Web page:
However, as historian of religions Bryan R. Wilson of Oxford University aptly writes: "Therapeutic practice has often manifested the ability to acquire metaphysical and religious affiliations, as, in different ways, can be seen in Christian Science, the New Thought movement and Yoga techniques" [Scientology: Analysis and Comparative Study of its Doctrines and Religious Systems, Freedom Publishing, Los Angeles, pp. 21-22].

On the other hand, it is also true that many traditional religions have at times developed activities that deal with healing and even sanity (see Buddhism).

Thus, in "Scientology, the Fundamentals of Thought," Hubbard outlined the key principles of the religion. The book, which dates back to 1956, was intended to be the most complete presentation of the basic principles of a thought aimed, as the author himself stated, at the "liberation of the soul through wisdom".

Hubbard presented Scientology in 1952 as a religion that proposed a path of spiritual elevation that sought to free the human being from the factors that prevent complete awakening and total spiritual freedom. According to the intentions of its founder, the new doctrine (as a natural development of Dianetics) starting from decoding the secrets of the human mind, had to tend towards the highest synthesis of understanding of matter, energy, space, time (the physical universe) and of life, to the point of penetrating into the very mystery that inhabits man: the infinite or Supreme Being.

The Church of Scientology, founded in 1954 in Los Angeles, aims to help people "know how to know the answers". The term Scientology derives from the Latin words "scio" which means "to know" or "to distinguish" and "logos" which designates instead the "word" or "the external form by which thought is expressed and made known".

Scientology is further defined as the study and treatment of the spirit in relation to itself, the universes and other forms of life. It teaches how to overcome the obstacles of the "reactive mind" (the "demons" of Gnosticism) to let the spiritual being recover its true innate spiritual abilities in order to have access to total spiritual consciousness.

Many thinkers of ancient Gnosticism have in common with Scientology the important premise that the psyche (soul, spirit) carries within it the potential for liberation or destruction.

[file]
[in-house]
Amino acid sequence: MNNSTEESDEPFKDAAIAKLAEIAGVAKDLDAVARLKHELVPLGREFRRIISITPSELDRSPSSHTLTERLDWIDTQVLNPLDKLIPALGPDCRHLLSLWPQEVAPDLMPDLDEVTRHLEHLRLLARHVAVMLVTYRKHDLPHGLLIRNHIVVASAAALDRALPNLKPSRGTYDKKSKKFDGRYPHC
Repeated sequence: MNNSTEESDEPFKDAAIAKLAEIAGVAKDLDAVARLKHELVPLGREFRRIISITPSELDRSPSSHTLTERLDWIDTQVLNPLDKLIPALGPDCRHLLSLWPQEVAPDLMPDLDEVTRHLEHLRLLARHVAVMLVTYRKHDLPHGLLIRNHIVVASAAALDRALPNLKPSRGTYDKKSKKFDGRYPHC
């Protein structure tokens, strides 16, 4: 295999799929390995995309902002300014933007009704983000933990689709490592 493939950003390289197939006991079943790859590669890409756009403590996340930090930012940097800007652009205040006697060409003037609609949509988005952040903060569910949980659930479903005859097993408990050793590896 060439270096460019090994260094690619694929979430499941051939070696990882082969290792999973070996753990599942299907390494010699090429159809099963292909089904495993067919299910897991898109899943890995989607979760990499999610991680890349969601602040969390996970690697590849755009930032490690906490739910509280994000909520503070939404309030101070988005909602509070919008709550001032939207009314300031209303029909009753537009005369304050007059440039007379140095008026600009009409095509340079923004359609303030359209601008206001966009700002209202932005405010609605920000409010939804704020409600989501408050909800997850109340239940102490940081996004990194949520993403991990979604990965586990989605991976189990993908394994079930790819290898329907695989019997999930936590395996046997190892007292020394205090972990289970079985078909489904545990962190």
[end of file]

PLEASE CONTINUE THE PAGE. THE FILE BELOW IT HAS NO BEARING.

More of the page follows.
The fundamental postulate of Scientology is that the human being is an immortal spiritual entity that occupies a body and controls it through the mind (the three parts of Man); this spiritual quiddity is the individual expression, the Source of Life, of Light, the Infinite.

Scientology is a true religion, in the traditional sense, with cognitive, cultural, social, behavioral and emotional dimensions, which aims to study "wisdom", "knowledge" and to lead people to a better understanding of themselves, to enter into harmony with others, with the world and with the Absolute (the "Dynamics" of life).

In his teachings it is possible to find some similarities with the great Eastern religions and in particular with Buddhism (think of the theory of the Universes as a manifestation of the mind), but other analogies could be found with the Gnostic doctrines. The ability to know comes gradually and requires commitment; the pursuit of gnosis (knowledge) engages the whole person in a solitary process, in a struggle against internal resistance (the "reactive mind" in Scientology; the "desire for unconsciousness" in Gnosticism).

From this saying it can be seen that Scientology has a very elaborate and coherent theology, cosmology, anthropology and doctrine of salvation. Although it was born in the 20th century, today this religion is present in every continent and boasts over 11,000 churches, missions and groups in 167 countries.

Silvio Calzolari

On the subject see also: The Ethics of Scientology

Silvio Calzolari is professor of History of Eastern Religions at the Higher Institute of Religious Sciences (I.S.S.R) of the Theological Faculty of Central Italy. He taught Japanese language and literature at the faculty of teaching at the University of Florence. He spent 8 years in Japan conducting research on Shamanism and esoteric Buddhism. He has published countless essays and numerous books. Among the latter, the following deserve to be mentioned: "The chained God - Stories of Saints and Immortals Taoists in Japan of the Heian Era" (Luni Editrice, Milan, 2015; and "The Principle of Evil in Buddhism” (Luni Editrice, Milan, 2020).